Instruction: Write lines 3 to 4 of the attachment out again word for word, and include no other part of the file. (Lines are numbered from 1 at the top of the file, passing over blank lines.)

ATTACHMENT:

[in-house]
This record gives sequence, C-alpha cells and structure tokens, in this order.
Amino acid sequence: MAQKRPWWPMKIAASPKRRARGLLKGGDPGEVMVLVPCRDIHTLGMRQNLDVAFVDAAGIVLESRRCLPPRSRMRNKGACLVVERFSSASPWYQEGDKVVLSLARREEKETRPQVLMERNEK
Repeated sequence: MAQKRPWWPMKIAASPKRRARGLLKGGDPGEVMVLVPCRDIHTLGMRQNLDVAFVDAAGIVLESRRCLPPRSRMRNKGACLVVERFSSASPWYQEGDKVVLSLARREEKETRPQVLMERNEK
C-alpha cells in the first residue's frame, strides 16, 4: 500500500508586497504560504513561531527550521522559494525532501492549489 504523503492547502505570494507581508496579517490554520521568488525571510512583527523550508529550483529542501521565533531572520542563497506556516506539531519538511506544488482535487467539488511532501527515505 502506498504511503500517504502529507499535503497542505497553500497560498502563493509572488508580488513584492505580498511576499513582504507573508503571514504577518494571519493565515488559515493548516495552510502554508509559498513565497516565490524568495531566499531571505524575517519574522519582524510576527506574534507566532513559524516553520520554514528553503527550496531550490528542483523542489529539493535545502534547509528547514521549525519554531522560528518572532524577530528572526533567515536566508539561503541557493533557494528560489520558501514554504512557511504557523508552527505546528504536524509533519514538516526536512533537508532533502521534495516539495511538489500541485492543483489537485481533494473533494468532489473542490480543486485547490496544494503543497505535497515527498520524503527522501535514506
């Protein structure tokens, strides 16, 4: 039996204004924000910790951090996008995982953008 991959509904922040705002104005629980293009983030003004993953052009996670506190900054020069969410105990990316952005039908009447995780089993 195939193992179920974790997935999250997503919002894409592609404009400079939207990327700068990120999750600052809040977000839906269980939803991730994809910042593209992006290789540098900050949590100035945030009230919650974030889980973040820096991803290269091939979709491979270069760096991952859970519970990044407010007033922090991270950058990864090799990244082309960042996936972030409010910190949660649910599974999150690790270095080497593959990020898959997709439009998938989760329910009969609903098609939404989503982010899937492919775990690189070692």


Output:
Amino acid sequence: MAQKRPWWPMKIAASPKRRARGLLKGGDPGEVMVLVPCRDIHTLGMRQNLDVAFVDAAGIVLESRRCLPPRSRMRNKGACLVVERFSSASPWYQEGDKVVLSLARREEKETRPQVLMERNEK
Repeated sequence: MAQKRPWWPMKIAASPKRRARGLLKGGDPGEVMVLVPCRDIHTLGMRQNLDVAFVDAAGIVLESRRCLPPRSRMRNKGACLVVERFSSASPWYQEGDKVVLSLARREEKETRPQVLMERNEK